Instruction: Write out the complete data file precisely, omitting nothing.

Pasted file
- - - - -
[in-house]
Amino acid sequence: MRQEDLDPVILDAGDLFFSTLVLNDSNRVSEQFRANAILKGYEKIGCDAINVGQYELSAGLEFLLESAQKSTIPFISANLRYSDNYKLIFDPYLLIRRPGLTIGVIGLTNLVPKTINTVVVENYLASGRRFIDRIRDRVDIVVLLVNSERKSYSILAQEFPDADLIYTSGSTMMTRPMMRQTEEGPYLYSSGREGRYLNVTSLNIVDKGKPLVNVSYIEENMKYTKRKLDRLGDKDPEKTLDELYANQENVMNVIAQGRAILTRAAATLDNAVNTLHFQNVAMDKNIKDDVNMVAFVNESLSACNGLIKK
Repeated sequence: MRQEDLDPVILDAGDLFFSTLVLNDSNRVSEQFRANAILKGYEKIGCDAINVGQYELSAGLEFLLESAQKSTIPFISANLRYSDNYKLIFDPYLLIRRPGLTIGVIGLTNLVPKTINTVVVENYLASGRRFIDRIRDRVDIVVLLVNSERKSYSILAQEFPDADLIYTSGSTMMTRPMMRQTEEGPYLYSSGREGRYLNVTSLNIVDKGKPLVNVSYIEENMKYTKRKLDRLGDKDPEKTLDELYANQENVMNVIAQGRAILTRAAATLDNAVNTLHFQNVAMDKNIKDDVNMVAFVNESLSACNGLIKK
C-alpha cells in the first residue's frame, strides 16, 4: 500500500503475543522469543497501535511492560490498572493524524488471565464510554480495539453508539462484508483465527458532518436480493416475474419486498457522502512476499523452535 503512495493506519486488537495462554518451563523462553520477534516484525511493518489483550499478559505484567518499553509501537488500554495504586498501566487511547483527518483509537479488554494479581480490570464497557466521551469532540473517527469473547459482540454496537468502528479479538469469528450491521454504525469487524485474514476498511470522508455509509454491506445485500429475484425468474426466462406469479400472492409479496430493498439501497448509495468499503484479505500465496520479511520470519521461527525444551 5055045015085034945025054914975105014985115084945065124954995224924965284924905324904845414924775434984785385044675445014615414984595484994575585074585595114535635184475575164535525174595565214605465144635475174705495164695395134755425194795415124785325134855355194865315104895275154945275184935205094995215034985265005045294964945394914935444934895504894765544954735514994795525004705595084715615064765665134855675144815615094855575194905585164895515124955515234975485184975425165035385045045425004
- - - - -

[in-house]
Amino acid sequence: MRQEDLDPVILDAGDLFFSTLVLNDSNRVSEQFRANAILKGYEKIGCDAINVGQYELSAGLEFLLESAQKSTIPFISANLRYSDNYKLIFDPYLLIRRPGLTIGVIGLTNLVPKTINTVVVENYLASGRRFIDRIRDRVDIVVLLVNSERKSYSILAQEFPDADLIYTSGSTMMTRPMMRQTEEGPYLYSSGREGRYLNVTSLNIVDKGKPLVNVSYIEENMKYTKRKLDRLGDKDPEKTLDELYANQENVMNVIAQGRAILTRAAATLDNAVNTLHFQNVAMDKNIKDDVNMVAFVNESLSACNGLIKK
Repeated sequence: MRQEDLDPVILDAGDLFFSTLVLNDSNRVSEQFRANAILKGYEKIGCDAINVGQYELSAGLEFLLESAQKSTIPFISANLRYSDNYKLIFDPYLLIRRPGLTIGVIGLTNLVPKTINTVVVENYLASGRRFIDRIRDRVDIVVLLVNSERKSYSILAQEFPDADLIYTSGSTMMTRPMMRQTEEGPYLYSSGREGRYLNVTSLNIVDKGKPLVNVSYIEENMKYTKRKLDRLGDKDPEKTLDELYANQENVMNVIAQGRAILTRAAATLDNAVNTLHFQNVAMDKNIKDDVNMVAFVNESLSACNGLIKK
C-alpha cells in the first residue's frame, strides 16, 4: 500500500503475543522469543497501535511492560490498572493524524488471565464510554480495539453508539462484508483465527458532518436480493416475474419486498457522502512476499523452535 503512495493506519486488537495462554518451563523462553520477534516484525511493518489483550499478559505484567518499553509501537488500554495504586498501566487511547483527518483509537479488554494479581480490570464497557466521551469532540473517527469473547459482540454496537468502528479479538469469528450491521454504525469487524485474514476498511470522508455509509454491506445485500429475484425468474426466462406469479400472492409479496430493498439501497448509495468499503484479505500465496520479511520470519521461527525444551 5055045015085034945025054914975105014985115084945065124954995224924965284924905324904845414924775434984785385044675445014615414984595484994575585074585595114535635184475575164535525174595565214605465144635475174705495164695395134755425194795415124785325134855355194865315104895275154945275184935205094995215034985265005045294964945394914935444934895504894765544954735514994795525004705595084715615064765665134855675144815615094855575194905585164895515124955515234975485184975425165035385045045425004